A new state-of-the-art esports hub at Conestoga College’s Waterloo campus is giving students a place to come together while providing the school’s two varsity esports teams with a place to train.
The esports hub is on the second floor of the main building at the Waterloo campus. It features 36 super computers and multiple gaming consoles that can be reserved by students.
Anyone who books time on a machine can access a free library of games in the hub.
Six of the 36 computers are dedicated to the Conestoga Condors’ League of Legends and Rocket League athletes for training.
According to Michael Cole, the Condors Rocket League team lead, the hub helps the team practice and compete together in person instead of only online.
Michael Cole practicing in the new Esports Hub at Conestoga College. (Colton Wiens/CTV News)
“Just being able to look down the line of computers and see my teammates, if one of them makes a mistake, it’s easy to look next to me and say ‘no problem, we’ll get it back,’ versus online you can’t really see your teammate’s reactions,” Cole said.
“I’ve been able to meet my fellow players and have them in the hub. The energy is just so much different. It’s good for building team rapport and team chemistry.”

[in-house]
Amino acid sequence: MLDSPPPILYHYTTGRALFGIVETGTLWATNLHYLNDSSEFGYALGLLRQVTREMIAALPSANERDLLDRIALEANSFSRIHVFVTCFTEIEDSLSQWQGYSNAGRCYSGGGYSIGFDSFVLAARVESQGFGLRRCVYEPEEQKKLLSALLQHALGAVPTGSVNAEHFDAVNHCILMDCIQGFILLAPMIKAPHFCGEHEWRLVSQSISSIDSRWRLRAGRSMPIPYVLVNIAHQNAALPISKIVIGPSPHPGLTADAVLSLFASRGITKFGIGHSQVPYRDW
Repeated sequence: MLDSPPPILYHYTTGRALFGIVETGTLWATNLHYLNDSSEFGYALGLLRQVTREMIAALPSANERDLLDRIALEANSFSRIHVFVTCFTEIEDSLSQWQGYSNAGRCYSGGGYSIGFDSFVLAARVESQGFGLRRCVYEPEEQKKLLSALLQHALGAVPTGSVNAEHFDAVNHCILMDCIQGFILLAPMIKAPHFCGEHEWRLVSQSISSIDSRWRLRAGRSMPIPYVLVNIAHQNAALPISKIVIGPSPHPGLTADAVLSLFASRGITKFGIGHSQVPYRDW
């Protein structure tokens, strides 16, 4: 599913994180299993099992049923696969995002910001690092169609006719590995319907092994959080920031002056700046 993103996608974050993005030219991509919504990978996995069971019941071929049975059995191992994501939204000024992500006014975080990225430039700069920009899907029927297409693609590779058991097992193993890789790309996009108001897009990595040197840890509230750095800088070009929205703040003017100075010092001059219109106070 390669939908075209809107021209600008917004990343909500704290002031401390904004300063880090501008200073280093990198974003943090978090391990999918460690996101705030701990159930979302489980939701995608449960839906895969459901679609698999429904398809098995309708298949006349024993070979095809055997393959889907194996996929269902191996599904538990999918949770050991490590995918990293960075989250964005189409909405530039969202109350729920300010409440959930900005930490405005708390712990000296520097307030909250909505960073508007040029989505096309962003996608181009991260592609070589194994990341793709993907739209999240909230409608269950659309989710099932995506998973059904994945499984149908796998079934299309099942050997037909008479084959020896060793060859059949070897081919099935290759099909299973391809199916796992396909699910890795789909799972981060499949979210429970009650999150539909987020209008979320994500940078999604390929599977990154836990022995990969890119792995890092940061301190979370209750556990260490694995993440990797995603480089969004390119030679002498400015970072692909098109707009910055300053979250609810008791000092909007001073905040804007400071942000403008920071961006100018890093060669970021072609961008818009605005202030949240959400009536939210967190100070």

The college started building the hub during the pandemic, saying it was able to put more focus on esports during that time.
“We couldn’t participate in our typical varsity sports and were able to put a lot of energy into something like this and engage with our students,” said Trish Weigel Green, the associate vice-president of student affairs at Conestoga College.
Plans are also in the works to use the space for academic programming through the school of business and the school of creative industries.
“Broadcast, as it relates to esports, is actually quite different than a typical broadcast that we might be familiar with. From a business perspective, it’s the business of esports, which is a multi-billion dollar business across the world right now,” Weigel Green said.
The two Condors esports teams compete in Ontario Post-Secondary Esports (OPSE). Unlike traditional varsity athletics, colleges and universities compete against each other in the OPSE, which organizers say helps give more opportunity for local rivalries.
“That’s something you don’t really see in traditional sports. We love the opportunity where we can get the Conestoga Condors playing against the Waterloo Warriors,” James Fitzgerald, commissioner of OPSE said.
The new hub is the first of its kind in Waterloo region, and experts think the hub can help put the area on the esports map.
“We’re figuring out where our spot is in that landscape, but this gives us another option. We’ve got great venues like The Aud or Bingeman’s that can host big events. This gives us a good smaller venue that’s ready to go, plug and play,” said Allister Scorgie, the director of sport hosting with Explore Waterloo Region.
Scorgie said the new space at Conestoga College is another step forward in his goal to make the region a national hub for esports.